What started as a fairy tale, turned into a nightmare when I realized that my husband, John, didn’t complete me.
The marriage didn’t meet my every need or take away my struggles, insecurities, or loneliness. Marriage helped in these areas, but ultimately, I am responsible for my growth. John didn’t complete me, and that isn’t his job. We are two complete people; we are just better together.
Waking up to reality, I learned three things that dramatically improved our marriage!
But it took me a while to figure this out. Like every girl, I grew up on the fairy tale. Boy meets girl, falls madly in love, and they live happily ever after! (Insert record scratch here!) Life is not a fairytale and couples who not only love each other but like each other have figured out some things.
Waking up to reality, I learned three things that dramatically improved our marriage! Embracing them resulted in fewer arguments, less stress, and more fun as we enjoy each other more.
1. He can’t read my mind.
The movie Inside Out has a scene that illustrates this truth in living color! Picture this: Dad, Mom and teenage daughter, Riley, are eating dinner together when her teenage hormones take over. Mom picks up on the nonverbal cues and tries to figure out what is going on, while signaling Dad, who seems lost in thought, to pay attention and engage. Dad’s eyes grow big as he has no idea what she is trying to communicate with “the look” and scrambles to say something helpful.
Every woman I know resonated when the scene shifted to offer a glimpse into Mom’s inner world–mind, thought, and emotions central–a panel of women who were dumbfounded that Dad wasn’t getting the clear messages Mom was sending. Dad and his central command men were oblivious at first, scrambled to figure out what “the look” meant, and were completely confused how they had missed the message. Meanwhile, the teenager stomped away angry and upset.
If you haven’t seen the movie, this simple scene resonates with anyone who has ever given or gotten the look!
Husbands, the honest truth is that we want you to read our minds; it would be easier. My husband, John, is relieved he can’t read my mind, especially given that I need a closet organizer just for my thoughts. John is grateful I have to filter my thoughts, ideas, feelings, and then share them in a coherent manner!
We had lived through that same scene, in 3D with our three teenagers, more times than I can count. During one tense discussion about curfews, I shot John “the look” that clearly said, “Back me up here.” He didn’t read my mind. Instead, he commented. “Well, I had a later curfew as a teen, and I think you are being bit strict.”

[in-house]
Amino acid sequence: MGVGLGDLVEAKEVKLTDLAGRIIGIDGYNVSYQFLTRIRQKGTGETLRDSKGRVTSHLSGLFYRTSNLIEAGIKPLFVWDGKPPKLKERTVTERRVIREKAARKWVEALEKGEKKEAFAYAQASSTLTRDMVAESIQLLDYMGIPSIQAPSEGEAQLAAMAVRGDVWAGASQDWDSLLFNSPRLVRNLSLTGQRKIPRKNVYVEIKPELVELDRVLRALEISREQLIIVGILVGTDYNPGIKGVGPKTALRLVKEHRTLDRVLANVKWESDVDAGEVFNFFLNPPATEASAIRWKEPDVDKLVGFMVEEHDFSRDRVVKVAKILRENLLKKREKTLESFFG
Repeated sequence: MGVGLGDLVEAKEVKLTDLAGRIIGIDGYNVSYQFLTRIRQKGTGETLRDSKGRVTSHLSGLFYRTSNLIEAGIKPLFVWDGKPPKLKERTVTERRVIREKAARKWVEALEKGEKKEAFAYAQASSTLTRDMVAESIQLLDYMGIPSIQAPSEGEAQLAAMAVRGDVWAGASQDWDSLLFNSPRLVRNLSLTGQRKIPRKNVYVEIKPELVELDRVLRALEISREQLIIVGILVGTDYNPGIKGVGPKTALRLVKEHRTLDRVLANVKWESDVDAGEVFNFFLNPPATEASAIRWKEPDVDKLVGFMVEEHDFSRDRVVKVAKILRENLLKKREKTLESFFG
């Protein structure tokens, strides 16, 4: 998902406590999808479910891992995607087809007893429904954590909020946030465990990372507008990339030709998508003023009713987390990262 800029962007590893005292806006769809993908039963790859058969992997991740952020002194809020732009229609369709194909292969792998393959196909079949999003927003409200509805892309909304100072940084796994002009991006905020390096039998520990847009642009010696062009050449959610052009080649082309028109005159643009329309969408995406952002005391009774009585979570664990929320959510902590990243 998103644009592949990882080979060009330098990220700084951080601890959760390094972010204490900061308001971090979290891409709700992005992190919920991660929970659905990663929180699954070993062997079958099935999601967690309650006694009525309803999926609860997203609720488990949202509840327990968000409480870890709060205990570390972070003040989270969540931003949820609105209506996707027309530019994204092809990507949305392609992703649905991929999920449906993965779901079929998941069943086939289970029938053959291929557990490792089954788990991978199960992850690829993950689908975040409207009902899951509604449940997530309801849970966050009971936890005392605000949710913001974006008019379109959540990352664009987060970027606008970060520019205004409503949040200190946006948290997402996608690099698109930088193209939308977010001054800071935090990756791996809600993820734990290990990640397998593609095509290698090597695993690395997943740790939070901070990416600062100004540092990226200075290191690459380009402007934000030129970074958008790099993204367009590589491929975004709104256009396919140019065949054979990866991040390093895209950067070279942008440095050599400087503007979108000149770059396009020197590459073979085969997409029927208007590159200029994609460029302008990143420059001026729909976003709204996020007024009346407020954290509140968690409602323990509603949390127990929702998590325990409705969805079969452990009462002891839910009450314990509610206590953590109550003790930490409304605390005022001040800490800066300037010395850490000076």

As fireworks shot from my eyes, I cleared my throat hoping to get his attention and telepathically communicate that he was “supposed to” support the curfew I set up. (Even though we didn’t discuss it and I had jumped the gun. Of course I was sorry, and if John had read my mind, he would know all this, and back me up.) Mind reading is not a superpower our husbands possess and the sooner we learn that, the better.
2. He doesn’t want to be my best girlfriend.
Learning this relieved a lot of pressure and tension in our marriage. John didn’t want to hear everything I was thinking and feeling. He didn’t need or want to discuss situations about our kids, family, inlaws–or any subject–to the nth degree, and then circle back in case we missed something. Nope, he was far more interested in the bullet points, the cliff notes, the “husband version.”My best friend and I can talk for hours, filling in details, offering commentary and insights on any topic. We can shop for hours, binge-watch Netflix, pour over magazines with the same interest and enthusiasm that we bring to conversations. John loves my best girlfriend, because she lets him off the hook from doing all these things. Once I learned that John didn’t want to be my best girlfriend, I got busy enjoying and appreciating him as my best man friend and husband!
3. He doesn’t want to do everything together.
Even the most extroverted, involved, engaging husband wants time alone and away from you, his lovely bride. He might want to spend it with the guys, the kids, his parents or even by himself. This is NOT a rejection of you. Embracing this will save you both from driving each other crazy.
We learned to communicate more effectively about our wants and needs.
Guys do guy stuff. They like guy movies, laugh at jokes we roll our eyes at; they need some space free of coasters, pillows, tchotchkes, and girls! I am not trying to be sexist. I am simply stating that there are things wives are wise to avoid.
Life got easier, and our relationship got better when I learned that my husband’s desire for alone time had little to do with me. It was about his wants and needs. Now, when he watches the game alone in his man cave, goes to a ballgame with the guys, or sits on the terrace and enjoys a cigar in peace and quiet, I simply call my girlfriend and talk about it with her.
Learning these three lessons dramatically improved our marriage. We stopped feeling pressure to be everything to each other, and to do everything together. We learned to communicate more effectively about our wants and needs. We each other grace and space and enjoy each other more as our relationship grows stronger. “You don’t have to complete me,” is a far more loving and realistic statement. Try it and see what happens!
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